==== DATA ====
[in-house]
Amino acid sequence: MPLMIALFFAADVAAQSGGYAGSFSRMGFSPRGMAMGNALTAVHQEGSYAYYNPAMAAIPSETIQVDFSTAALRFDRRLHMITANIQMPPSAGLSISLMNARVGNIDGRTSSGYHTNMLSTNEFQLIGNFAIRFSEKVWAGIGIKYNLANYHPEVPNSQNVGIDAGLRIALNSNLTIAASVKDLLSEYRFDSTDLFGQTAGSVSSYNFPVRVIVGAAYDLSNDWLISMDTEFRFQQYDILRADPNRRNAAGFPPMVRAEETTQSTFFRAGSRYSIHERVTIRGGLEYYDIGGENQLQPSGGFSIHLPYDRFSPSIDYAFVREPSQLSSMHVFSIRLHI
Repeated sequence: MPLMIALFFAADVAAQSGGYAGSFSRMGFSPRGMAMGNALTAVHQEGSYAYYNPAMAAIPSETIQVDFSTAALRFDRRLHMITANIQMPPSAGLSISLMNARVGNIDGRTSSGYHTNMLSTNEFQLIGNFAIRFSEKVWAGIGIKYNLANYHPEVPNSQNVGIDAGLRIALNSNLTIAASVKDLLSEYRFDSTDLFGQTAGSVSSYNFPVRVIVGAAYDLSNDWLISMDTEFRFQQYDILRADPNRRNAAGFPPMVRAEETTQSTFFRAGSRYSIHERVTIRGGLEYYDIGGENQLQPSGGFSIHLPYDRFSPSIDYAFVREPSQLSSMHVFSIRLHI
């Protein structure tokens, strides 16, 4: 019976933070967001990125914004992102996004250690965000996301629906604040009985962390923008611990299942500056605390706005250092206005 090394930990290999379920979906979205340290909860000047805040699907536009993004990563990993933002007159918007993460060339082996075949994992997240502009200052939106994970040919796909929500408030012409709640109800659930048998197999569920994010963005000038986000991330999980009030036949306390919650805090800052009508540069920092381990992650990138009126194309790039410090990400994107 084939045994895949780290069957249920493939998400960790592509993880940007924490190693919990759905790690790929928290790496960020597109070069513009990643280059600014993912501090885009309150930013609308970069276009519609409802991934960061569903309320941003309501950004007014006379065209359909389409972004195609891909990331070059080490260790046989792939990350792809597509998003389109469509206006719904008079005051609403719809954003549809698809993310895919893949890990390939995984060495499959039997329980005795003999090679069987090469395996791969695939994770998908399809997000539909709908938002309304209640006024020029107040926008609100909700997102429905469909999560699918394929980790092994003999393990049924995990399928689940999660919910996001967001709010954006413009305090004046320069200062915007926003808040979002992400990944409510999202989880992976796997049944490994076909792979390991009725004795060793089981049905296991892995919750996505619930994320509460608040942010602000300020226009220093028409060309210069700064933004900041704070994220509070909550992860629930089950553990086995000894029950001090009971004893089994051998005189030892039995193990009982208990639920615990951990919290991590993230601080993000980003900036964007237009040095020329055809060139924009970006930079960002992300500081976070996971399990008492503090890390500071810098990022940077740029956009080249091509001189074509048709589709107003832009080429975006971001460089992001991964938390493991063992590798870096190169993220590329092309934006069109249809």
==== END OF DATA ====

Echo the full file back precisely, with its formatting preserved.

[in-house]
Amino acid sequence: MPLMIALFFAADVAAQSGGYAGSFSRMGFSPRGMAMGNALTAVHQEGSYAYYNPAMAAIPSETIQVDFSTAALRFDRRLHMITANIQMPPSAGLSISLMNARVGNIDGRTSSGYHTNMLSTNEFQLIGNFAIRFSEKVWAGIGIKYNLANYHPEVPNSQNVGIDAGLRIALNSNLTIAASVKDLLSEYRFDSTDLFGQTAGSVSSYNFPVRVIVGAAYDLSNDWLISMDTEFRFQQYDILRADPNRRNAAGFPPMVRAEETTQSTFFRAGSRYSIHERVTIRGGLEYYDIGGENQLQPSGGFSIHLPYDRFSPSIDYAFVREPSQLSSMHVFSIRLHI
Repeated sequence: MPLMIALFFAADVAAQSGGYAGSFSRMGFSPRGMAMGNALTAVHQEGSYAYYNPAMAAIPSETIQVDFSTAALRFDRRLHMITANIQMPPSAGLSISLMNARVGNIDGRTSSGYHTNMLSTNEFQLIGNFAIRFSEKVWAGIGIKYNLANYHPEVPNSQNVGIDAGLRIALNSNLTIAASVKDLLSEYRFDSTDLFGQTAGSVSSYNFPVRVIVGAAYDLSNDWLISMDTEFRFQQYDILRADPNRRNAAGFPPMVRAEETTQSTFFRAGSRYSIHERVTIRGGLEYYDIGGENQLQPSGGFSIHLPYDRFSPSIDYAFVREPSQLSSMHVFSIRLHI
């Protein structure tokens, strides 16, 4: 019976933070967001990125914004992102996004250690965000996301629906604040009985962390923008611990299942500056605390706005250092206005 090394930990290999379920979906979205340290909860000047805040699907536009993004990563990993933002007159918007993460060339082996075949994992997240502009200052939106994970040919796909929500408030012409709640109800659930048998197999569920994010963005000038986000991330999980009030036949306390919650805090800052009508540069920092381990992650990138009126194309790039410090990400994107 084939045994895949780290069957249920493939998400960790592509993880940007924490190693919990759905790690790929928290790496960020597109070069513009990643280059600014993912501090885009309150930013609308970069276009519609409802991934960061569903309320941003309501950004007014006379065209359909389409972004195609891909990331070059080490260790046989792939990350792809597509998003389109469509206006719904008079005051609403719809954003549809698809993310895919893949890990390939995984060495499959039997329980005795003999090679069987090469395996791969695939994770998908399809997000539909709908938002309304209640006024020029107040926008609100909700997102429905469909999560699918394929980790092994003999393990049924995990399928689940999660919910996001967001709010954006413009305090004046320069200062915007926003808040979002992400990944409510999202989880992976796997049944490994076909792979390991009725004795060793089981049905296991892995919750996505619930994320509460608040942010602000300020226009220093028409060309210069700064933004900041704070994220509070909550992860629930089950553990086995000894029950001090009971004893089994051998005189030892039995193990009982208990639920615990951990919290991590993230601080993000980003900036964007237009040095020329055809060139924009970006930079960002992300500081976070996971399990008492503090890390500071810098990022940077740029956009080249091509001189074509048709589709107003832009080429975006971001460089992001991964938390493991063992590798870096190169993220590329092309934006069109249809």